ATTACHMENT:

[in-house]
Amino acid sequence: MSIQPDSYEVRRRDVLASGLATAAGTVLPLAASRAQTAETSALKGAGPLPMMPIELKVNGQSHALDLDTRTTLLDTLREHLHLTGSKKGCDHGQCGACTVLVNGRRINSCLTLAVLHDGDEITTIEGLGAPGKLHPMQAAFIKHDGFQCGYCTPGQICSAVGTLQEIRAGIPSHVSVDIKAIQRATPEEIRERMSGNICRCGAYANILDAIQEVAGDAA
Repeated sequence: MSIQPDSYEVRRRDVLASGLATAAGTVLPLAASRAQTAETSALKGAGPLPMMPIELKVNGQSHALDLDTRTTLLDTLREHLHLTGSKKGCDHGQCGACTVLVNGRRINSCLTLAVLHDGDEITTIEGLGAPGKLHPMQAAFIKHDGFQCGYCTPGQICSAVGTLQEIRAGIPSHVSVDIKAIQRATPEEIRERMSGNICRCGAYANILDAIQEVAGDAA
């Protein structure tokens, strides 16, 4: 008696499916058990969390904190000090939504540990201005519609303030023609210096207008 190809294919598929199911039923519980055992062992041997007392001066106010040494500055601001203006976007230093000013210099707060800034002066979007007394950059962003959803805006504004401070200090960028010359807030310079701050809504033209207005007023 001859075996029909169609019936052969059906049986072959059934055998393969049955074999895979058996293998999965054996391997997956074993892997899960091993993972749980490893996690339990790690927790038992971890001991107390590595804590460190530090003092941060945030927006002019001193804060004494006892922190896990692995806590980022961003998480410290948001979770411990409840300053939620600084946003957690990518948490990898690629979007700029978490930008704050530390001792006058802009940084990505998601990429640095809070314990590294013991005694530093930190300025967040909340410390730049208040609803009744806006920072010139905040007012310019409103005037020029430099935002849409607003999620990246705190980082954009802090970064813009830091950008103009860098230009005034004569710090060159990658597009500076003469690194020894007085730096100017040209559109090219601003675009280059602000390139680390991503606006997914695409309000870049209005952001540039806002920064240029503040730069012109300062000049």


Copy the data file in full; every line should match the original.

[in-house]
Amino acid sequence: MSIQPDSYEVRRRDVLASGLATAAGTVLPLAASRAQTAETSALKGAGPLPMMPIELKVNGQSHALDLDTRTTLLDTLREHLHLTGSKKGCDHGQCGACTVLVNGRRINSCLTLAVLHDGDEITTIEGLGAPGKLHPMQAAFIKHDGFQCGYCTPGQICSAVGTLQEIRAGIPSHVSVDIKAIQRATPEEIRERMSGNICRCGAYANILDAIQEVAGDAA
Repeated sequence: MSIQPDSYEVRRRDVLASGLATAAGTVLPLAASRAQTAETSALKGAGPLPMMPIELKVNGQSHALDLDTRTTLLDTLREHLHLTGSKKGCDHGQCGACTVLVNGRRINSCLTLAVLHDGDEITTIEGLGAPGKLHPMQAAFIKHDGFQCGYCTPGQICSAVGTLQEIRAGIPSHVSVDIKAIQRATPEEIRERMSGNICRCGAYANILDAIQEVAGDAA
């Protein structure tokens, strides 16, 4: 008696499916058990969390904190000090939504540990201005519609303030023609210096207008 190809294919598929199911039923519980055992062992041997007392001066106010040494500055601001203006976007230093000013210099707060800034002066979007007394950059962003959803805006504004401070200090960028010359807030310079701050809504033209207005007023 001859075996029909169609019936052969059906049986072959059934055998393969049955074999895979058996293998999965054996391997997956074993892997899960091993993972749980490893996690339990790690927790038992971890001991107390590595804590460190530090003092941060945030927006002019001193804060004494006892922190896990692995806590980022961003998480410290948001979770411990409840300053939620600084946003957690990518948490990898690629979007700029978490930008704050530390001792006058802009940084990505998601990429640095809070314990590294013991005694530093930190300025967040909340410390730049208040609803009744806006920072010139905040007012310019409103005037020029430099935002849409607003999620990246705190980082954009802090970064813009830091950008103009860098230009005034004569710090060159990658597009500076003469690194020894007085730096100017040209559109090219601003675009280059602000390139680390991503606006997914695409309000870049209005952001540039806002920064240029503040730069012109300062000049």